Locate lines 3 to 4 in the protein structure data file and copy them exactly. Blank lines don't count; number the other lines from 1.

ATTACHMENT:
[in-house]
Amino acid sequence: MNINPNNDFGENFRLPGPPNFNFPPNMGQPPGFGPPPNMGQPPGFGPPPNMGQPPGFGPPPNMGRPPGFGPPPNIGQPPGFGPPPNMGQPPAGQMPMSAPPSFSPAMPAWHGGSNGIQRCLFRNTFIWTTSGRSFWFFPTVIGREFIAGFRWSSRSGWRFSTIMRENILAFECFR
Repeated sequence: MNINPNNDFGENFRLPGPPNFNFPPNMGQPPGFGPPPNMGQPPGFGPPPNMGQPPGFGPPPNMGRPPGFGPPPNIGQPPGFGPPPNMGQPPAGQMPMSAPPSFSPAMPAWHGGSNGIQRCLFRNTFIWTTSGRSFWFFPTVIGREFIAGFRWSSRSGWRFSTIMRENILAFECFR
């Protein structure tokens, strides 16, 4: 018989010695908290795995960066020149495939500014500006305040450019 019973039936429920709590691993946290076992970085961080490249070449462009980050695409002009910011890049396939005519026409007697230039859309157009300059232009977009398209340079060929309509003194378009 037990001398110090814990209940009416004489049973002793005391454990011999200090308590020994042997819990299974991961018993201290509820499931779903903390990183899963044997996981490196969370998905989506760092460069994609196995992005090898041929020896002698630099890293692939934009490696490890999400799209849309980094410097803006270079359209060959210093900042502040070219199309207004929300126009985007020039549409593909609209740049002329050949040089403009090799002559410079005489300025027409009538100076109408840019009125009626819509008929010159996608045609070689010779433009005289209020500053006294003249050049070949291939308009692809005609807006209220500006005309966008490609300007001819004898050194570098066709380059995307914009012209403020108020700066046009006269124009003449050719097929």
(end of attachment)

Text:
Repeated sequence: MNINPNNDFGENFRLPGPPNFNFPPNMGQPPGFGPPPNMGQPPGFGPPPNMGQPPGFGPPPNMGRPPGFGPPPNIGQPPGFGPPPNMGQPPAGQMPMSAPPSFSPAMPAWHGGSNGIQRCLFRNTFIWTTSGRSFWFFPTVIGREFIAGFRWSSRSGWRFSTIMRENILAFECFR
């Protein structure tokens, strides 16, 4: 018989010695908290795995960066020149495939500014500006305040450019 019973039936429920709590691993946290076992970085961080490249070449462009980050695409002009910011890049396939005519026409007697230039859309157009300059232009977009398209340079060929309509003194378009 037990001398110090814990209940009416004489049973002793005391454990011999200090308590020994042997819990299974991961018993201290509820499931779903903390990183899963044997996981490196969370998905989506760092460069994609196995992005090898041929020896002698630099890293692939934009490696490890999400799209849309980094410097803006270079359209060959210093900042502040070219199309207004929300126009985007020039549409593909609209740049002329050949040089403009090799002559410079005489300025027409009538100076109408840019009125009626819509008929010159996608045609070689010779433009005289209020500053006294003249050049070949291939308009692809005609807006209220500006005309966008490609300007001819004898050194570098066709380059995307914009012209403020108020700066046009006269124009003449050719097929």